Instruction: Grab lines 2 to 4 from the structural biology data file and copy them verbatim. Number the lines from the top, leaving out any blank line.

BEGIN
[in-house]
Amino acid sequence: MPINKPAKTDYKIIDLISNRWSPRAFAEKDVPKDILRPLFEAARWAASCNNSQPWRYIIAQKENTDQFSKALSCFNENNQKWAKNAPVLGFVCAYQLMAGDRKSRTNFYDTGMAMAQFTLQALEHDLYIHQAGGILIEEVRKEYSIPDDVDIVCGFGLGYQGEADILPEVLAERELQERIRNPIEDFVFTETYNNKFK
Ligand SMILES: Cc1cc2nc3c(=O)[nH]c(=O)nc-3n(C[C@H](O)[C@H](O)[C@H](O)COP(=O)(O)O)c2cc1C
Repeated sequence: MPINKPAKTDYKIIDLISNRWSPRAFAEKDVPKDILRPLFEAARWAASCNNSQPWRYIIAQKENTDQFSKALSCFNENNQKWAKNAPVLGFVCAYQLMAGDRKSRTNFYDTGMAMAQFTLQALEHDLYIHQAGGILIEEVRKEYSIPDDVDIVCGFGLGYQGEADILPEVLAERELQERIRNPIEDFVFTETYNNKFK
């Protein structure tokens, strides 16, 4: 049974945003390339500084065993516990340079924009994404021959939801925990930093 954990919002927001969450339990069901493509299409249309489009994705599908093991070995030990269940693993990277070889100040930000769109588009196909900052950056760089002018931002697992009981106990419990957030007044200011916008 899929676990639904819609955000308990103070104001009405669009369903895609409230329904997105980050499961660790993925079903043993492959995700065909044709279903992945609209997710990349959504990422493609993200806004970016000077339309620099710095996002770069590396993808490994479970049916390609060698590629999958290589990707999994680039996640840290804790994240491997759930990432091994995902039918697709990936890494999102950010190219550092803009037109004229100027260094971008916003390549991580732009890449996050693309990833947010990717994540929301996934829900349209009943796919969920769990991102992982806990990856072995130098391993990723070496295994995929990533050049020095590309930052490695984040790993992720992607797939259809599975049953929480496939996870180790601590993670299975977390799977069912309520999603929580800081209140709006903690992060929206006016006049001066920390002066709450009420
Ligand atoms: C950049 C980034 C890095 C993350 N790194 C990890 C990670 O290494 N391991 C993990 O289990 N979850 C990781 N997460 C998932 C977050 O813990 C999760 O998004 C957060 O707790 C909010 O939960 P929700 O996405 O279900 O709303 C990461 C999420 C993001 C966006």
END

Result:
Amino acid sequence: MPINKPAKTDYKIIDLISNRWSPRAFAEKDVPKDILRPLFEAARWAASCNNSQPWRYIIAQKENTDQFSKALSCFNENNQKWAKNAPVLGFVCAYQLMAGDRKSRTNFYDTGMAMAQFTLQALEHDLYIHQAGGILIEEVRKEYSIPDDVDIVCGFGLGYQGEADILPEVLAERELQERIRNPIEDFVFTETYNNKFK
Ligand SMILES: Cc1cc2nc3c(=O)[nH]c(=O)nc-3n(C[C@H](O)[C@H](O)[C@H](O)COP(=O)(O)O)c2cc1C
Repeated sequence: MPINKPAKTDYKIIDLISNRWSPRAFAEKDVPKDILRPLFEAARWAASCNNSQPWRYIIAQKENTDQFSKALSCFNENNQKWAKNAPVLGFVCAYQLMAGDRKSRTNFYDTGMAMAQFTLQALEHDLYIHQAGGILIEEVRKEYSIPDDVDIVCGFGLGYQGEADILPEVLAERELQERIRNPIEDFVFTETYNNKFK